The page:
Hope can be both the feeling/act and content of the hope. Paul defines this hope as salvation(1 Thess 5:8); resurrection (1 Cor 15:52-55); eternal life (Titus 1:2; 3:7) and the glory of God (Rom 5:2)(O’Brien)

This hope is already prepared for them in Heaven, an expression guaranteeing its certainty and its eternal existence, being in Heaven where nothing fades or withers away.(O’Brien)

Paul describes this hope as “the word of truth, which is the gospel”, presumably in contrast to what his opponents have been saying in Colosse. (o’Brien)

Col 1:6
1:6 The KJV here is missing “and growing”, found in the best texts and even the majority text. What likely happened was a scribal error where the scribe looked away from karpophoroumenon “bearing fruit” and upon returning to his text skipped over to auzanomenon “growing”, leaving “and growing” out. (Comfort)

God’s message bearing fruit is an image perhaps from Jesus’ teaching (Lk 8:11) and certainly found in the OT. (Hos 10:1; 14:7-8)(Keener)

If Paul’s language here seems exaggerated, it is useful to consider:

1. He was likely thinking of the central cities of the empire, from which the gospel was spreading out into the farther regions.

2. He makes a similar statement in Rom 10:18, quoting Ps 19:4(O’Brien)

“To bear fruit and grow” is often used in the OT, but of plants and animals, including Israel. It is only in Mark 4’s Parable of the Sower that it is used metaphorically, as here.(o’Brien)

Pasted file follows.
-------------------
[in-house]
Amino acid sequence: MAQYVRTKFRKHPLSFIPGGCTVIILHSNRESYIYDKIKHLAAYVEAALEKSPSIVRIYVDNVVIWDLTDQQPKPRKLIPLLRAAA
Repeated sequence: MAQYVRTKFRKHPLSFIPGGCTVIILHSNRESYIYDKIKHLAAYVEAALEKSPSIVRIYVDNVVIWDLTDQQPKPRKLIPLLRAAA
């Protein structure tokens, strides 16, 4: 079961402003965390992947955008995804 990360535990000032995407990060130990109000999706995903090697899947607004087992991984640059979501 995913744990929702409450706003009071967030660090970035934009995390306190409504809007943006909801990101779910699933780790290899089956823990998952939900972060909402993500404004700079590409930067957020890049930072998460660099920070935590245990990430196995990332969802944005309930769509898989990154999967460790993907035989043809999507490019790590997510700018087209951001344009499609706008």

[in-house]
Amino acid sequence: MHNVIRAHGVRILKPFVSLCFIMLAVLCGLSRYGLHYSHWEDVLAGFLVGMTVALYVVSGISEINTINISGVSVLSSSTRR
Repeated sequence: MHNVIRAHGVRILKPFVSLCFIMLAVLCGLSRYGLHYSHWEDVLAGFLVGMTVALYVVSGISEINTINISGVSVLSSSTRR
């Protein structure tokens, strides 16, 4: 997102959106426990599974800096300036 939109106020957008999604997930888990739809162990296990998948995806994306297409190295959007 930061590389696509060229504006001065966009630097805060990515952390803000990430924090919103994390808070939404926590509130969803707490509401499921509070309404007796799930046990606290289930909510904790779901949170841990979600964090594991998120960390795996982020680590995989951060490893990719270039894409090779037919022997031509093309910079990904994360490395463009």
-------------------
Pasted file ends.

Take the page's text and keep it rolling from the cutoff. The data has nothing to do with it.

En Aletheia, Greek “in truth”, has two possible interpretations, as in our lesson book’s translations. The KJV’s “in truth” speaks of the Colossians coming to know the true gospel, not some distorted form. HCSB’s “in the truth” seems to reflect the idea that the gospel is THE truth. (o’Brien)

Col 1:7-8
There are three Epaphras mentions in the NT: Here, Philemon 23, and Php 2:25 (Epaphroditus, of which Epaphras is a contraction). The Philemon fellow may be the same as here, but Philippi and Colosse are too far apart for those two to likely be the same. (Keener)

HCSB calls Epaphras “a faithful servant”, while KJV calls him “a faithful minister”. The Greek is not, as HCSB might mislead you to believe doulos/slave, but diakonos/minister or deacon. Diakonos is a word Paul uses of his fellows in missionary work (1 Th 3:2; Eph 6:21). (O’Brien)

There is a difficult textual question here, not reflected in our translations, over whether Epaphras is a minister on “our” (Greek emon) behalf, or “your” (Greek umon) behalf. It’s hard to say which to use, because the experts don’t even agree. The NET notes favor “our” due to better ancient manuscript support, but Metzger’s commentary says the committee which produced the standard Greek NT felt internal evidence (inner logic, so to speak) suggested “your” was the original and other uses of “our” before and after this point made copyists change “your” to “our” to match. Using Comfort as a sort of tie breaker (not strictly legit, but….) I would tend to go with “our”, and for the same reason: external evidence is more solid than internal evidence.(NET, Metzger, Comfort)

Col 1:9
On unceasing prayer see Ex 28:30; 1 Sam 12:23.

“Wisdom” and “knowledge” here are used more in the moral sense by Paul. (Keener)

Col 1:10-11
Greek temples expected their priests to behave properly for priest, “worthy of the god”. In Jewish terms, worthy could equal “appropriate to” (2 Macc 6:23-24, 27)or “deserving of reward”(2 Macc 15:21). The righteous who persevered for God would be “worthy of God” (Wis Sol 3:5)(Keener)

Col 1:12
1:12 The KJV says “made us meet” while the HCSB and most other recent translations say “enabled you”. In Greek the difference is a single letter, umas “you” or emas “us”. Scholars suspect scribes changed “you” to “us” to match “us” in Col 1:13. (Comfort, Metzger)